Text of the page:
#1
1) Is E# = F or Fb?

2) With power chords, eg A5, B5, C5, do you always have to double the root or can you double the 5th note? And also can you just have one root note and one 5th note?

3) With sus chords, eg Csus2 or Csus4, can you suspend the 3rd note for something other than the 2nd or 4th?

Thanks
#2
E# = F Fb = E

don't need a double root

Yes

AND I am sorry I don't no much about sus chords
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#3
1)Well you tell me...if you sharpen an E what do land on?
2)yeh a power chord is just the root and 5th and you can have either as many times as you want (i particularly like to double the 5th an octave below and have it in the bass, very heavy)
3)well if you suspend it for the root, it makes a power chord, suspend for 5th and you have a power chord. and for anything above that it is sorta implied anyway whether it is major or minor or major by the complexity of the chord and by the amount of notes from the sacle that are actually used. but you just add no 3rd in the chord name and yeh i wouldnt worry about it too much just go for what sounds nice and mess around and come to the whole naming thing later on =P (it is also sometimes nice to have broken chords with suspended notes and create a nice harmony by using melody in a nice way say using the third in the melody instead of the chord, experiment).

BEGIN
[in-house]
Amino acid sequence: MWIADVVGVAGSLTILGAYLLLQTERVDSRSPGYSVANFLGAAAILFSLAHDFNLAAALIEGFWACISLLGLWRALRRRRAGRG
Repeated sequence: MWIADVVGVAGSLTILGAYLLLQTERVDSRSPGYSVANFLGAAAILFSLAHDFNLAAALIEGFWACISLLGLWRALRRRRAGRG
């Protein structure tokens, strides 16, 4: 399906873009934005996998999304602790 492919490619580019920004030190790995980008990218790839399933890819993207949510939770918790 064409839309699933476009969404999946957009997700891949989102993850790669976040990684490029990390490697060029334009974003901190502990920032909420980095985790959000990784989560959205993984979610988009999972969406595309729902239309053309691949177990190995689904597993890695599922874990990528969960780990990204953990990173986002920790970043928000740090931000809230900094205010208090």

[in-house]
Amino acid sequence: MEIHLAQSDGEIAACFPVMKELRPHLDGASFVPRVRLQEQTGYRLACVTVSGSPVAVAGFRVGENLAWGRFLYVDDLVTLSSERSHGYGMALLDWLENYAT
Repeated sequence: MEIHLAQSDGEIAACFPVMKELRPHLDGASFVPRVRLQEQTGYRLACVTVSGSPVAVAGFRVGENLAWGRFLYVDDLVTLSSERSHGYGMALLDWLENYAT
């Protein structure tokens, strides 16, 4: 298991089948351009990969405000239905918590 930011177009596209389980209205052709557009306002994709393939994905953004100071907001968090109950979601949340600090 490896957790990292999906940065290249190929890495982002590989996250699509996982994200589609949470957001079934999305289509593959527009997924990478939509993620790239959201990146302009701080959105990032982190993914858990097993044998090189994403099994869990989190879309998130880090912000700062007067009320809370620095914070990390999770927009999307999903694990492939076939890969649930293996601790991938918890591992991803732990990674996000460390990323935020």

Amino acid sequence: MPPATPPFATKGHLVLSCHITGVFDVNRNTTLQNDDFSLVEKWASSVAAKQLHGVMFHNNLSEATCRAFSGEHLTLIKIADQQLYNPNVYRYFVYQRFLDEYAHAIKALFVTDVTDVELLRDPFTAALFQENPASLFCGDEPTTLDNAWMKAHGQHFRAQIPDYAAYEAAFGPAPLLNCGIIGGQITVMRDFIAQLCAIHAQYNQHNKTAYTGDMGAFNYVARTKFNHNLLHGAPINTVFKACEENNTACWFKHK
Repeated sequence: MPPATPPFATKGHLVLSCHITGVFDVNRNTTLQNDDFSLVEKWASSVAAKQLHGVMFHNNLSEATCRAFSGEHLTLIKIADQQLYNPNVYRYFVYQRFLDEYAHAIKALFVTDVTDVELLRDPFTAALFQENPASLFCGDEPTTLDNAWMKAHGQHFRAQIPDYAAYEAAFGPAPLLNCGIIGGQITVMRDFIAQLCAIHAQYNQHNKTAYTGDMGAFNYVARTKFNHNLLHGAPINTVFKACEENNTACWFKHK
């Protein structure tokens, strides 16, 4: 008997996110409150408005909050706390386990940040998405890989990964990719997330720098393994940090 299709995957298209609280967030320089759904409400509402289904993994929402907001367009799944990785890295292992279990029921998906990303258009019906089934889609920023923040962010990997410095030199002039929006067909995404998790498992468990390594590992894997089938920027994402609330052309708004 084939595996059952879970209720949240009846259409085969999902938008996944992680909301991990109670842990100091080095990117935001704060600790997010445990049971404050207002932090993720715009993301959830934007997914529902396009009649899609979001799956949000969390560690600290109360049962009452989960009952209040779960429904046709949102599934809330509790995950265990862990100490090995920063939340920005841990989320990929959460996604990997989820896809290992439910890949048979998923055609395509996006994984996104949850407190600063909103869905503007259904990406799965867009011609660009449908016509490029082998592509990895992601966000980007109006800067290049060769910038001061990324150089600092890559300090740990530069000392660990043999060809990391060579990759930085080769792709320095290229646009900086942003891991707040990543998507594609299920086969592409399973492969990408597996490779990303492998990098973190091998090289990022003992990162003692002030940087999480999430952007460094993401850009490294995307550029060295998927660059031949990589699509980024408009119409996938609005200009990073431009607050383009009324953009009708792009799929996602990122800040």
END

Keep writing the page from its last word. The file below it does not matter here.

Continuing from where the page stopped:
#7
Quote by iBillyTheKid
Is there such thing as Csus13? Or anything above sus6?
No. You use the lower octave (6=13, 4=11, 2=9). You only use the higher octave when you're adding extensions to 7th or maj7th chords.
#8
Quote by bangoodcharlote
No. You use the lower octave (6=13, 4=11, 2=9). You only use the higher octave when you're adding extensions to 7th or maj7th chords.


Couldn't one add extensions to °7 chord as well?
#9
Quote by isaac_bandits
Couldn't one add extensions to °7 chord as well?
I suppose.

Let's just say you use the higher octave if the chord has a seventh and a third of some kind.